Today was a first.
For nearly two decades of my life I regularly experienced what I came to regard as a sacred privilege. I got to listen to people and assist them as they were answering the question, “What will you do?” around their accumulated wealth. Most of these conversations were about how to accomplish something good in the world. For some that was a question about what to do in life, for others it was about what would happen with their stuff after their life. Usually it was a mixture of both.
Surreal every time
During that time I got to see people wrestle with hard questions – for years sometimes – then sit down and sign away millions of dollars in a few strokes of a pen. Surreal every time.
Beginning in my early 20’s I had professional roles that routinely put me in those situations through my early 40’s. Even since then, when I work as an interim pastor, similar conversations happen. They’re less frequent or focused, but the same.
Back then, everyone I ever had those conversations with was a solid 15 to 20 years older than me. Often enough they were 30 or 40+ years older than me. They were in the stages of life when those questions tend to become more persistent.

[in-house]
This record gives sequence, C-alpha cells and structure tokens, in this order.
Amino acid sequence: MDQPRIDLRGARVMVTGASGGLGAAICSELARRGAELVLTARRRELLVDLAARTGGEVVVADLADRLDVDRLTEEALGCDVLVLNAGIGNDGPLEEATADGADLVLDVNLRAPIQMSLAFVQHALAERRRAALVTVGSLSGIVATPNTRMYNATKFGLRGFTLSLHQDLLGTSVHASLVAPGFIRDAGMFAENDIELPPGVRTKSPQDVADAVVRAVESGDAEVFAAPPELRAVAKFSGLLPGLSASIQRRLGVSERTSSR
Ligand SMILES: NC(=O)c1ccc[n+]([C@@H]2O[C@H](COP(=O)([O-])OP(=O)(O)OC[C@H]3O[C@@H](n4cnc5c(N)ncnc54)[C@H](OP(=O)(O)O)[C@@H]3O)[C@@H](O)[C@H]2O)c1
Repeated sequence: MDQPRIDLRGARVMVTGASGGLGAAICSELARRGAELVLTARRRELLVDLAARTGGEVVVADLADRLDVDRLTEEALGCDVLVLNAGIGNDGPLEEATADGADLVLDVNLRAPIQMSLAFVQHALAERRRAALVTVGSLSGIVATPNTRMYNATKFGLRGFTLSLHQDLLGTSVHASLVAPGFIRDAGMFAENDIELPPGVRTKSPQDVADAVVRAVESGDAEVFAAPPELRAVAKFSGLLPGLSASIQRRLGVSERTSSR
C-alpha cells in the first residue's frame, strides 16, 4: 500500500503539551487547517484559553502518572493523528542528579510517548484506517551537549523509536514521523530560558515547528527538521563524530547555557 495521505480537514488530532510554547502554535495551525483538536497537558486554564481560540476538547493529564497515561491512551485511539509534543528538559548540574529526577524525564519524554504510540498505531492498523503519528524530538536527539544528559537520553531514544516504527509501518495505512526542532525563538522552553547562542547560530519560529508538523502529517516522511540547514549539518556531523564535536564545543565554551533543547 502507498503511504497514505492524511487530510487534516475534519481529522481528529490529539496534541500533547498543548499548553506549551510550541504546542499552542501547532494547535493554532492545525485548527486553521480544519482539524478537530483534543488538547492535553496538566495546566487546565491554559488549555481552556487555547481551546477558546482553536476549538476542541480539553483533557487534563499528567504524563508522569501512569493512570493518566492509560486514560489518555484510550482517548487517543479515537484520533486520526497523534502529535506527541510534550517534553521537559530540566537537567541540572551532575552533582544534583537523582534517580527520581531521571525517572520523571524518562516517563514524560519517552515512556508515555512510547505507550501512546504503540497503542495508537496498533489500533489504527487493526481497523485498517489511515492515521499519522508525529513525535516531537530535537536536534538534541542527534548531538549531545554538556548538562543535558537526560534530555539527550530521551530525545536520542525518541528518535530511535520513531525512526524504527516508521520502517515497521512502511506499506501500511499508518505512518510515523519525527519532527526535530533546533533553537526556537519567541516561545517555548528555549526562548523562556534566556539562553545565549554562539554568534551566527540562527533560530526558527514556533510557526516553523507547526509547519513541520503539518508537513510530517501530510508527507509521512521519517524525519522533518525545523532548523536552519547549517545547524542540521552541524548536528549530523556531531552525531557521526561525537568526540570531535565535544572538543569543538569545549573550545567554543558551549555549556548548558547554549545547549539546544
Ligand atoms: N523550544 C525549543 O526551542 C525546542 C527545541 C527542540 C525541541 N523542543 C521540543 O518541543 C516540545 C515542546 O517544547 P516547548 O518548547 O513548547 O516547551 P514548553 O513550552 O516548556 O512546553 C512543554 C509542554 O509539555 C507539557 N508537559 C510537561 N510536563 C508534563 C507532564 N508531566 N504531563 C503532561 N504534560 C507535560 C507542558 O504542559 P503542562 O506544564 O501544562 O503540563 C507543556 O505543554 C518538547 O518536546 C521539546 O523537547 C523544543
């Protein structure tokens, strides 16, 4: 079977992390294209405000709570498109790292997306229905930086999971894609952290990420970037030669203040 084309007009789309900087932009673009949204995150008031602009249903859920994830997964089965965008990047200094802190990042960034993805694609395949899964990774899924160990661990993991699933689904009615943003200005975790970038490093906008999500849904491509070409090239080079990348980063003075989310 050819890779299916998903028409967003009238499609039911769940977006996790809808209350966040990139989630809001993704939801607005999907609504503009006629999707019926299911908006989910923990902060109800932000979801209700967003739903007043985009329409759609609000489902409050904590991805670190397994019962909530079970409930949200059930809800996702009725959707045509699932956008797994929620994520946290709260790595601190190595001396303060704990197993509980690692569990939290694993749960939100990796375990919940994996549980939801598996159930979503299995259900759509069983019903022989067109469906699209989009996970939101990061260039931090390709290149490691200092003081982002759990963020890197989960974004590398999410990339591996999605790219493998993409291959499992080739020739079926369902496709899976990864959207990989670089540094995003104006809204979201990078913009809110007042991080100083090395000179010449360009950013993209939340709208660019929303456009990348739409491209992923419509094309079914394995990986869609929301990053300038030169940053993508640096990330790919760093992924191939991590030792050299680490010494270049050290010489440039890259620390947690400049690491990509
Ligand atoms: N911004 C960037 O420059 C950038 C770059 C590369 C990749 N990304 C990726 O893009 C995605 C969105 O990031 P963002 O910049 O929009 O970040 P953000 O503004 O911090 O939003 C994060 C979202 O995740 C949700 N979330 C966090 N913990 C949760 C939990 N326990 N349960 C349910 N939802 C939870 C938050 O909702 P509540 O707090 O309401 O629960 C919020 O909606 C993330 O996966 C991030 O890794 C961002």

This morning, it was refreshing – and surreal all over again – to hear myself having that conversation for the first time ever with someone in my own generation. Someone saying essentially, “I’ve reached the place in life where I can afford to do what I want and I want to make sure it’s good. Can we talk about that?”
Absolutely. Of all the conversations, this is one of my favorites.
What will you do to do good?
When I was paid to raise money for not-for-profit organizations, I raised nearly as much for other organizations as the ones I was paid to represent. Often enough, the person making the gift appeared to care more about some other way to help make good work happen. I could rarely bring myself to talk someone out of something like that,
By the last phase of my professional career I worked for a foundation that raised and managed money for multiple organizations. It was the closest I came to being an unbiased advisor in my earlier professional context. But, still, there was a context. Now I get to participate in the conversation completely unbeholden to the interests of any organization(s). That feels good.
It’s a conversation worth having and, for me, it’s had best in the wild. The privilege to participate is surreal every time.